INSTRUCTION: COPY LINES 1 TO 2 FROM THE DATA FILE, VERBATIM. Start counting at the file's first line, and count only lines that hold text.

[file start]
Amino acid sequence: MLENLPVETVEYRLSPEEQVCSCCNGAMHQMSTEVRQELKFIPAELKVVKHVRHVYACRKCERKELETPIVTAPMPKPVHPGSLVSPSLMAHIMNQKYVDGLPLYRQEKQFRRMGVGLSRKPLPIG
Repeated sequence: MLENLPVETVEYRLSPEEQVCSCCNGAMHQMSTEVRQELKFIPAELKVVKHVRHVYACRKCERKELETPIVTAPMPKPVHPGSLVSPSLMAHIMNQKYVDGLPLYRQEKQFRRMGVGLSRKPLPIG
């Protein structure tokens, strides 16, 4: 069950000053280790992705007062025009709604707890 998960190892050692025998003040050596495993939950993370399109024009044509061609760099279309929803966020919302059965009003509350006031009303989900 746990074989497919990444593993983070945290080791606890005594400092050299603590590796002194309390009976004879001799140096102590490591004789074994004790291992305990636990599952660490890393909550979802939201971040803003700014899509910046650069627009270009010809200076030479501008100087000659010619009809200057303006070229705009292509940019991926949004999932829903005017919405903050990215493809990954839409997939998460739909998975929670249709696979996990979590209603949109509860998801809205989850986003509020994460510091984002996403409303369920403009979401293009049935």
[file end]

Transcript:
Amino acid sequence: MLENLPVETVEYRLSPEEQVCSCCNGAMHQMSTEVRQELKFIPAELKVVKHVRHVYACRKCERKELETPIVTAPMPKPVHPGSLVSPSLMAHIMNQKYVDGLPLYRQEKQFRRMGVGLSRKPLPIG
Repeated sequence: MLENLPVETVEYRLSPEEQVCSCCNGAMHQMSTEVRQELKFIPAELKVVKHVRHVYACRKCERKELETPIVTAPMPKPVHPGSLVSPSLMAHIMNQKYVDGLPLYRQEKQFRRMGVGLSRKPLPIG